Al-Sistani even pushed Al-Abadi into “striking with an iron fist” against corruption and scrap sectarian and party quotas for state positions and reopen graft investigations. He also called on the Iraqi parliament to focus its anti-corruption campaign on improving the judiciary and security forces. He called judicial and police reform “one of the most important aspects of the reform process”.

 In an unprecedented warning to the government, Al-Sistani said last month that the country was facing dire consequences, including possible partition. Al-Sistani has also showed his dissatisfaction with malpractices and abuses by the country’s Shia militias.

When some 26 Qatari hunters were abducted by what were believed to be Shia militias from their camp in the desert near the Saudi border in December, Al-Sistani was quick to denounce the kidnappings and call for the release of the group.

Last month, Al-Sistani condemned the bombings of Sunni mosques in the town of Al-Muqdadiya in Diyala Province, placing full responsibility for the protection of the mosques and the prevention of further attacks on the government security forces.

He reminded his followers of his fatwas to the effect that volunteers should refrain from indulging “in acts of extremism” and “be attentive to the sanctity of the lives of those who do not fight”.

Al-Sistani also warned his followers against condemning “others for heresy” or accusing them of “blasphemy, which could lead to their deaths.” He also warned against committing abuses such as “stealing,” “disrespect for the corpses of the enemy” and violating “the sanctity of their women and houses”.

So, what lies behind Al-Sistani’s new decision to be silent?

Historically, a Shia marja, or “religious reference,” the highest level of religious authority in Shia Islam, has resorted to silence or seclusion as a means of expressing his disenchantment or to protest against both the government and the public.

In certain circumstances, silence has a power that no other action has, and it can be used by a moral authority to address certain issues, provoke responses, and get the people to think and to act. In this tradition, it is as if the congregation, or even the entire nation, is duty bound to guess the spiritual leader’s thoughts and to heed his instructions.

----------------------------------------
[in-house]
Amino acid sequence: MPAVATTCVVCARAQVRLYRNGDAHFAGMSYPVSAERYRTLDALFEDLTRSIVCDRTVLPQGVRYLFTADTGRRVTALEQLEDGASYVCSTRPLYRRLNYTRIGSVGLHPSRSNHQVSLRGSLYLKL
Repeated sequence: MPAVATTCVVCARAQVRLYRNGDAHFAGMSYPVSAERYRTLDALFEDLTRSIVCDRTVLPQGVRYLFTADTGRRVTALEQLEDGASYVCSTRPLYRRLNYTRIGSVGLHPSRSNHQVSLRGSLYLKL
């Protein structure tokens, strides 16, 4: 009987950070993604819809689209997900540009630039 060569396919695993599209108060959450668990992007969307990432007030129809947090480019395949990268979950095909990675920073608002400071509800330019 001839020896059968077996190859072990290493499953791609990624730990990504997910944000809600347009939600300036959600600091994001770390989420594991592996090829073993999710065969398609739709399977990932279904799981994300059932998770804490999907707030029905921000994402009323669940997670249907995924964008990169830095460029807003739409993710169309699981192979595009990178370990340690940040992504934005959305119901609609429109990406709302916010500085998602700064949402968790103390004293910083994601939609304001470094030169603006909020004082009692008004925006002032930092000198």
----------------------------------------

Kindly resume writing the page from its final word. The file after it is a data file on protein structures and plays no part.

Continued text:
In Al-Sistani’s case, however, the cleric seems to be using the power of silence to distance himself from the Baghdad government’s failure to deliver on its promises to carry out badly needed reforms.

In recent weeks, the reclusive religious leader has been under fire by many Iraqis who blame his vigorous support for the government for the dismal performance of the Shia political class and their government’s dysfunction.

These Iraqis believe that by not being vocal about the government’s shortcomings, Al-Sistani has provided cover for unscrupulous Shia politicians and for their poor leadership in resolving the country’s conflicts.

For the time being, Al-Sistani’s silence may serve as a stern warning to the same Shia politicians whom he had earlier helped with vigour and religious zeal to bring to power.

It might also create a new awareness within the broader Iraqi Shia community about the dangers they face due to the folly of their rulers and the dire need to bring in a new leadership.

With the situation in Iraq reaching a tipping point that threatens the country’s future, it is not sure that Al-Sistani will remain silent for long.

Al-Sistani has promised that he will make public pronouncements on his political views whenever he deems it necessary. If the country’s Shia politicians fail to interpret the message behind Al-Sistani’s tactical silence, it may well not be too long before the Shia leader goes public and begins to name names.